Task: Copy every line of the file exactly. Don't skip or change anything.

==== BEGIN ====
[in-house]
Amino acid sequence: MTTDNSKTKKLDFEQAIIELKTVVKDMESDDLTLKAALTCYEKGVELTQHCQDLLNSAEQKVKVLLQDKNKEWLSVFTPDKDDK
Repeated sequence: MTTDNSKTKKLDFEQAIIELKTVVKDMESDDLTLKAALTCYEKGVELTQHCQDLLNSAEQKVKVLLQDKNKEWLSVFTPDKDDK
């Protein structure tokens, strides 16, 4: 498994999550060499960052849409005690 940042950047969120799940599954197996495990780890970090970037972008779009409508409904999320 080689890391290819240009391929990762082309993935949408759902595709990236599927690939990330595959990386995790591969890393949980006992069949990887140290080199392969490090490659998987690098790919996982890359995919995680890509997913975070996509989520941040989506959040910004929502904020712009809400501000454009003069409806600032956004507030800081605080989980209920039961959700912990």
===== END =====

[in-house]
Amino acid sequence: MTTDNSKTKKLDFEQAIIELKTVVKDMESDDLTLKAALTCYEKGVELTQHCQDLLNSAEQKVKVLLQDKNKEWLSVFTPDKDDK
Repeated sequence: MTTDNSKTKKLDFEQAIIELKTVVKDMESDDLTLKAALTCYEKGVELTQHCQDLLNSAEQKVKVLLQDKNKEWLSVFTPDKDDK
């Protein structure tokens, strides 16, 4: 498994999550060499960052849409005690 940042950047969120799940599954197996495990780890970090970037972008779009409508409904999320 080689890391290819240009391929990762082309993935949408759902595709990236599927690939990330595959990386995790591969890393949980006992069949990887140290080199392969490090490659998987690098790919996982890359995919995680890509997913975070996509989520941040989506959040910004929502904020712009809400501000454009003069409806600032956004507030800081605080989980209920039961959700912990």